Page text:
• Patrick | December 17, 2012 1:10 PMReply

    Did this writer even read the book?! Articles like this make me so mad at people!!!

  • D'Artagnan | December 18, 2012 12:34 AM

    Did you read Tintin (all 24 books), War Horse, John Carter of Mars, Life of Pi, Les Miserables and all books from which films are adapted before watching the films?

    Comments like this make me so mad at people!!!

  • Ugh | December 17, 2012 2:25 PM

    Stop using "it was in the book" as a defense for a badly structured film. It amazes me how dragged out The Hobbit Part 1 was in comparison to Fellowship. If the stories had been reversed and Jackson was making LOTR right now, Fellowship would have a 30 minute dead period where the Hobbits hang out with Tom Bambadil.

  • Fanboyz drool | December 17, 2012 1:24 PM

    It's several writers. Who cares about the book. this is what worked and didn't work in the MOVIE. Gah, fanboyz.

  • BEF | December 17, 2012 12:59 PMReply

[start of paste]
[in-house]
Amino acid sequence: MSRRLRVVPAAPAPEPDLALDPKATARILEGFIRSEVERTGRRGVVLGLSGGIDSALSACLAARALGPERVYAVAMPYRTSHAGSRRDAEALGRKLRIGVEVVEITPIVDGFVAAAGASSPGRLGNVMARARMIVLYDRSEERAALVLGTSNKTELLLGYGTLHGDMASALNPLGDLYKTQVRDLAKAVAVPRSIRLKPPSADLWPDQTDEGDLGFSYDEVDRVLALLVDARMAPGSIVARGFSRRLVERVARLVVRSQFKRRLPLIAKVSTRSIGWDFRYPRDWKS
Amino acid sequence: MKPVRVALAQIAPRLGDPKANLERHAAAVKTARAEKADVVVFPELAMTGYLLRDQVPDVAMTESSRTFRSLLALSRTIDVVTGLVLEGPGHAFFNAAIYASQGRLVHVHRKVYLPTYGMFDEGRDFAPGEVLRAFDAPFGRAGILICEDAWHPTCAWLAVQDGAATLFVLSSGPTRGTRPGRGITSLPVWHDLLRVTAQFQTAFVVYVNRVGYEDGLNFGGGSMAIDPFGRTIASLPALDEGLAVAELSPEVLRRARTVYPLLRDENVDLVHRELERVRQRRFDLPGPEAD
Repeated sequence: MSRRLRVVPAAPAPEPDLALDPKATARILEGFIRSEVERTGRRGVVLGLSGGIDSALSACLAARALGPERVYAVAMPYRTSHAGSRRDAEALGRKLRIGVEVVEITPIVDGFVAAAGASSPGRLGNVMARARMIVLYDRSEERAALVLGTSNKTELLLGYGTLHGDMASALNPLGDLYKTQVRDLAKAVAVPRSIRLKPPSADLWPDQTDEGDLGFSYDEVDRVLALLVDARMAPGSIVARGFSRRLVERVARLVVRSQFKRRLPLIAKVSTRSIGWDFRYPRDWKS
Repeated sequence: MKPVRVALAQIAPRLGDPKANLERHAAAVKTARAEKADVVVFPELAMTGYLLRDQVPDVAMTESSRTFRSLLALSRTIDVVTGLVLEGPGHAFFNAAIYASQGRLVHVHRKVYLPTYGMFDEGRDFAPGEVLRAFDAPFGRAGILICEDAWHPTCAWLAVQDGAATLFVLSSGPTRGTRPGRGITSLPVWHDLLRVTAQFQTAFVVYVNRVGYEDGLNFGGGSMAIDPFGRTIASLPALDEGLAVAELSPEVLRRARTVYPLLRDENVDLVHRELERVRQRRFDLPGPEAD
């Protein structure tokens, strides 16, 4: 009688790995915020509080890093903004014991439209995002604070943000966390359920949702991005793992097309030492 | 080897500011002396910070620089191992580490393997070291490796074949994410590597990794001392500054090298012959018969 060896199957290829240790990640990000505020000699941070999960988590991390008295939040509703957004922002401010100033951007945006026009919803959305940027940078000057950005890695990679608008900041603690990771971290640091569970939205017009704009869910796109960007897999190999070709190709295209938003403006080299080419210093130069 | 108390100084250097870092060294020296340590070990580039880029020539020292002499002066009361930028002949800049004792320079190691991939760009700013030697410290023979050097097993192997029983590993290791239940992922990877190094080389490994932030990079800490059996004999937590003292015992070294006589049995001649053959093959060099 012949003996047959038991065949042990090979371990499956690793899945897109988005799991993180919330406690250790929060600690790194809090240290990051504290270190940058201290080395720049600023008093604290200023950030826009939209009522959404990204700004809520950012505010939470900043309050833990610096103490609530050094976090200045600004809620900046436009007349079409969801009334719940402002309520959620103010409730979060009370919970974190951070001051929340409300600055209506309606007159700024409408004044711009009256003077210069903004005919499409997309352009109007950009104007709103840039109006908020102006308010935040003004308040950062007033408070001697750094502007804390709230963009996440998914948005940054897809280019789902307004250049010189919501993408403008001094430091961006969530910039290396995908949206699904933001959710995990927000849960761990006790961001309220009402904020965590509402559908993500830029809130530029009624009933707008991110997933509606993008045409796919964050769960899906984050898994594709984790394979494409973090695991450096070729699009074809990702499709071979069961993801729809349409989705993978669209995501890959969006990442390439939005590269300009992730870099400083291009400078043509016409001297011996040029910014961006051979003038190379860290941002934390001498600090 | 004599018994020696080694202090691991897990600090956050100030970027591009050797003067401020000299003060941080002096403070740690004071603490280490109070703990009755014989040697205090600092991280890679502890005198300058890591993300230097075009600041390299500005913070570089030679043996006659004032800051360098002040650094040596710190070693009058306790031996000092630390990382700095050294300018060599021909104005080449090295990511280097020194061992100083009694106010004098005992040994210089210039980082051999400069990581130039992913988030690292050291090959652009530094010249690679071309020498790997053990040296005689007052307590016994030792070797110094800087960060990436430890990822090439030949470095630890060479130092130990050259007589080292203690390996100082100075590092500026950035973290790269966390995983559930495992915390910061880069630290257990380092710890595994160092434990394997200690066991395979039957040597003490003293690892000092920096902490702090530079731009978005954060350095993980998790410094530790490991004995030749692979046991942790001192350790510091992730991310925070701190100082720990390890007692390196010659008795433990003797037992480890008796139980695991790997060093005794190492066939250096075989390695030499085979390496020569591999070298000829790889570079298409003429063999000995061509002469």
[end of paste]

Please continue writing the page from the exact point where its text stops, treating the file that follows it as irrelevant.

Pretty much my thoughts exactly. Only other thing I'd add to the "didn't work" column the troll/cooking scene, which added absolutely nothing other than the first of many, Gandolf steps in at the last moment to save them scenes (and mostly sparing us from the silly humor of the scene).... Also, why is Bilbo so dear to Gandolf? Dude doesn't even remember him.

  • DeftLip | December 17, 2012 12:51 PMReply

    "-- a complete invention, found nowhere in the book --" The Stone Giants are in the book, right before they enter the goblin's cave. The movie just makes an action sequence out of it as opposed to something mentioned in the distance.

  • Alex | December 17, 2012 12:42 PMReply

    Shows what poor readers you are... the stone giants are in the book:

    When he peeped out in the lightning-flashes, he saw that across the valley the stone-giants were out and were hurling rocks at one another for a game, and catching them, and tossing them down into the darkness where they smashed among the trees far below, or splintered into little bits with a bang.
    They could hear the giants guffawing and shouting all over the mountainsides.
    "If we don't get blown off or drowned, or struck by lightning, we shall be picked up by some giant and kicked sky-high for a football."
    "I must see if I can't find a more or less decent giant to block it up again," said Gandalf

  • kitcon | December 17, 2012 12:40 PMReply

    It also felt like Jackson took what he thought people liked in the original trilogy and gave heaping servings of it -- panoramic shots, vertiginous camera work, lots of views of multi-level subterranean lairs. Not new, just more.